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Ranbir Sidhu writes stories, essays and plays, takes photographs, and dreams of making movies. His first novel, Deep Singh Blue, was released in the US in March 2016 by Unnamed Press and in India by Fourth Estate/HarperCollins. A novella, Object Lessons (in 12 Sides w/Afterglow), was published in a limited edition by Run/Off Editions in late 2016.
He is the author of the story collection Good Indian Girls (which received a Kirkus starred review), the chapbook The Fabulary, and is a winner of the Pushcart Prize in Fiction and a New York Foundation for the Arts Fellowship. His essay, “The Indian Wedding that Exploded in Violence,” was selected as one of the Notable Essays in Best American Essays 2016, edited by Jonathan Franzen.
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Photo: Diane Savage
His stories have appeared in Conjunctions, The Georgia Review, The Byword, Fence, Zyzzyva, The Missouri Review, Other Voices, The Happy Hypocrite, The Literary Review, Alaska Quarterly Review, The Barcelona Review, Word Riot and many other journals and anthologies. New stories recently appeared in Arcturus and Chicago Quarterly Review.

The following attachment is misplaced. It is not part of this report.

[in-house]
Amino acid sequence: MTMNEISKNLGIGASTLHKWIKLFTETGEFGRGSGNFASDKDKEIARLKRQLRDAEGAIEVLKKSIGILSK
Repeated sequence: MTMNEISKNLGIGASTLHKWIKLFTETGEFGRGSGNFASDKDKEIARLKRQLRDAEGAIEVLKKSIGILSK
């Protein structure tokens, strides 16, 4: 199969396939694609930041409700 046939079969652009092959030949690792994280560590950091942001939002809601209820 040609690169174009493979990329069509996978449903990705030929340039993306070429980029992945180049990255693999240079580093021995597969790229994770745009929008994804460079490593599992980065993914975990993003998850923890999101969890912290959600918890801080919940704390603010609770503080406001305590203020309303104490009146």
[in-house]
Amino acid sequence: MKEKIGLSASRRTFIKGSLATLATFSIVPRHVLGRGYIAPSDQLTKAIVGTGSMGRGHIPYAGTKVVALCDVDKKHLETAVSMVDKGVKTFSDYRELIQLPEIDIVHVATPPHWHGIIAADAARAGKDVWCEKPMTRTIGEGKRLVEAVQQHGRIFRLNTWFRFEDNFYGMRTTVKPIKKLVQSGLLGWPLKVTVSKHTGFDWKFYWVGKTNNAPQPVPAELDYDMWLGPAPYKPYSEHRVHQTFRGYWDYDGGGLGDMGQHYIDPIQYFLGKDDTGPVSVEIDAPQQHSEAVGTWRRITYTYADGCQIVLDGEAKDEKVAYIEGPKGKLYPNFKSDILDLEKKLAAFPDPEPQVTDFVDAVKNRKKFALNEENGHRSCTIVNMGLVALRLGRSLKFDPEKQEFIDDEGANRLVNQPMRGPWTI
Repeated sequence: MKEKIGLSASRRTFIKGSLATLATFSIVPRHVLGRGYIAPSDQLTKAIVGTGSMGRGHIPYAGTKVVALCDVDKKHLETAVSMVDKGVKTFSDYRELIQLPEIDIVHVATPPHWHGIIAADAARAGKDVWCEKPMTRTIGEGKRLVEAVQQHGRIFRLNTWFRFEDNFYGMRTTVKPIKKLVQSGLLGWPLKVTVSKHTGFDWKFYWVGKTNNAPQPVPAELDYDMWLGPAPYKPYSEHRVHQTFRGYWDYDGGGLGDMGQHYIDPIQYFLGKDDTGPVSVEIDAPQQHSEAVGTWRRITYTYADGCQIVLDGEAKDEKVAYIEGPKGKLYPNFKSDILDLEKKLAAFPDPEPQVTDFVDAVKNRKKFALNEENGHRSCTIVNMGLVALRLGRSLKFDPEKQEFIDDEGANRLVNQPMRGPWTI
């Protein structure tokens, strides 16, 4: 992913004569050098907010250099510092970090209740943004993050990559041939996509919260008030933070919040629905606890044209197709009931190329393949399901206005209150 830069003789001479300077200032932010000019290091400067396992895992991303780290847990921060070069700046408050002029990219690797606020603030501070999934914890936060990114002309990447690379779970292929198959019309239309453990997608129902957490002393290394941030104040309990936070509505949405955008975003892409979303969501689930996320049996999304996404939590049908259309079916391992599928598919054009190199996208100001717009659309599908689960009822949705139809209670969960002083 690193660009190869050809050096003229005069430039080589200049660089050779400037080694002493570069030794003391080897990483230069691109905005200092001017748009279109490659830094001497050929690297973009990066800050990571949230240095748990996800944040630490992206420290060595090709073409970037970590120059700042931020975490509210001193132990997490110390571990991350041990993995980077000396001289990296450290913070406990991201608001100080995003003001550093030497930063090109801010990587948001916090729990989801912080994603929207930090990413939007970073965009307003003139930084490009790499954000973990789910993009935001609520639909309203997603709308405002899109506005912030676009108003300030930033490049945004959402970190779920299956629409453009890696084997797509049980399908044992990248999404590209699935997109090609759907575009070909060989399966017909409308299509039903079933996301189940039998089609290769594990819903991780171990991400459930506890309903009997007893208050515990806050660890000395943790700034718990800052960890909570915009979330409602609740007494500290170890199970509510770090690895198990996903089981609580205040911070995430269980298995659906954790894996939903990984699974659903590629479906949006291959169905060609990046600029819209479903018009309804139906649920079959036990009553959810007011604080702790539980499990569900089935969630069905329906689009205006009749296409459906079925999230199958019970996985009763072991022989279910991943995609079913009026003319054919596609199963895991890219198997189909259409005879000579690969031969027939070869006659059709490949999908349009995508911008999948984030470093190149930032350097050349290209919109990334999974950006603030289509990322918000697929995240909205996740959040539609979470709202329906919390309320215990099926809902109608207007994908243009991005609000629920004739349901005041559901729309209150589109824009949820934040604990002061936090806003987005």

His essays and reviews appear in Vice, The Towner, Los Angeles Review of Books, Salon, Terrain, The Nation, Artnet, The Millions, and other publications, and his photography appears in Portland Review and F-Stop Magazine.
Born in London, he grew up in California and has worked as an archaeologist, book store clerk, projectionist, PR guy, communications trainer with the United Nations in Sri Lanka, assistant to the playwright Edward Albee, and, among many other jobs, once spent a year assisting Joanna Steichen, widow of the renowned photographer Edward Steichen, catalog her personal collection of photographs.
He currently hides on the island of Crete.
All photographs by Ranbir Sidhu, unless otherwise stated.